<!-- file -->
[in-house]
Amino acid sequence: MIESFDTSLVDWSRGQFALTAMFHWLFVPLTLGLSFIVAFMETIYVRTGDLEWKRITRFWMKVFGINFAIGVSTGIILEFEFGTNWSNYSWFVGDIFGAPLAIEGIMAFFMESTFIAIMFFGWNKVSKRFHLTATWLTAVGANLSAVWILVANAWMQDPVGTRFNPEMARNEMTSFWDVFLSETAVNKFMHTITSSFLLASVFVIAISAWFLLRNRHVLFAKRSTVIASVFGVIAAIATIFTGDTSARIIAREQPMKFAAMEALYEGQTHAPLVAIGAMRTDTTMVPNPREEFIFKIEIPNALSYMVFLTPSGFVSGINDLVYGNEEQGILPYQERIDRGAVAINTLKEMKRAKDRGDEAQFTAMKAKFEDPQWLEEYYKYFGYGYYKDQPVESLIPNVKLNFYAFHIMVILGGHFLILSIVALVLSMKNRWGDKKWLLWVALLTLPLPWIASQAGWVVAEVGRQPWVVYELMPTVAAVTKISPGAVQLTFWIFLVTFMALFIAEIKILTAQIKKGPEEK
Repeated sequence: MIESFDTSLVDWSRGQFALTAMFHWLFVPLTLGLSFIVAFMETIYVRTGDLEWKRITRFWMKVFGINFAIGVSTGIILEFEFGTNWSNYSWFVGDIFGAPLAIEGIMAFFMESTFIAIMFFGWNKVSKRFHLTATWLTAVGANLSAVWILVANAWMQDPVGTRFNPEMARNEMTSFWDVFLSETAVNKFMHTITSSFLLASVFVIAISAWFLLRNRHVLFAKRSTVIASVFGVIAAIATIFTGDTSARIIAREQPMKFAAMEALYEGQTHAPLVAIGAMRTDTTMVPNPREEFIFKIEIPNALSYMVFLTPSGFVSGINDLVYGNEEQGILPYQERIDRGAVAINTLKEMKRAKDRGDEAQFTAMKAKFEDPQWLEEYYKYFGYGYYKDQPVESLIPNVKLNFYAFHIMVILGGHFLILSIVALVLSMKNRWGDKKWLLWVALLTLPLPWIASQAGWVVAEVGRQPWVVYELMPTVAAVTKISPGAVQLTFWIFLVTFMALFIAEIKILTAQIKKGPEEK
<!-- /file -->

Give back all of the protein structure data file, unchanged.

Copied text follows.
[in-house]
Amino acid sequence: MIESFDTSLVDWSRGQFALTAMFHWLFVPLTLGLSFIVAFMETIYVRTGDLEWKRITRFWMKVFGINFAIGVSTGIILEFEFGTNWSNYSWFVGDIFGAPLAIEGIMAFFMESTFIAIMFFGWNKVSKRFHLTATWLTAVGANLSAVWILVANAWMQDPVGTRFNPEMARNEMTSFWDVFLSETAVNKFMHTITSSFLLASVFVIAISAWFLLRNRHVLFAKRSTVIASVFGVIAAIATIFTGDTSARIIAREQPMKFAAMEALYEGQTHAPLVAIGAMRTDTTMVPNPREEFIFKIEIPNALSYMVFLTPSGFVSGINDLVYGNEEQGILPYQERIDRGAVAINTLKEMKRAKDRGDEAQFTAMKAKFEDPQWLEEYYKYFGYGYYKDQPVESLIPNVKLNFYAFHIMVILGGHFLILSIVALVLSMKNRWGDKKWLLWVALLTLPLPWIASQAGWVVAEVGRQPWVVYELMPTVAAVTKISPGAVQLTFWIFLVTFMALFIAEIKILTAQIKKGPEEK
Repeated sequence: MIESFDTSLVDWSRGQFALTAMFHWLFVPLTLGLSFIVAFMETIYVRTGDLEWKRITRFWMKVFGINFAIGVSTGIILEFEFGTNWSNYSWFVGDIFGAPLAIEGIMAFFMESTFIAIMFFGWNKVSKRFHLTATWLTAVGANLSAVWILVANAWMQDPVGTRFNPEMARNEMTSFWDVFLSETAVNKFMHTITSSFLLASVFVIAISAWFLLRNRHVLFAKRSTVIASVFGVIAAIATIFTGDTSARIIAREQPMKFAAMEALYEGQTHAPLVAIGAMRTDTTMVPNPREEFIFKIEIPNALSYMVFLTPSGFVSGINDLVYGNEEQGILPYQERIDRGAVAINTLKEMKRAKDRGDEAQFTAMKAKFEDPQWLEEYYKYFGYGYYKDQPVESLIPNVKLNFYAFHIMVILGGHFLILSIVALVLSMKNRWGDKKWLLWVALLTLPLPWIASQAGWVVAEVGRQPWVVYELMPTVAAVTKISPGAVQLTFWIFLVTFMALFIAEIKILTAQIKKGPEEK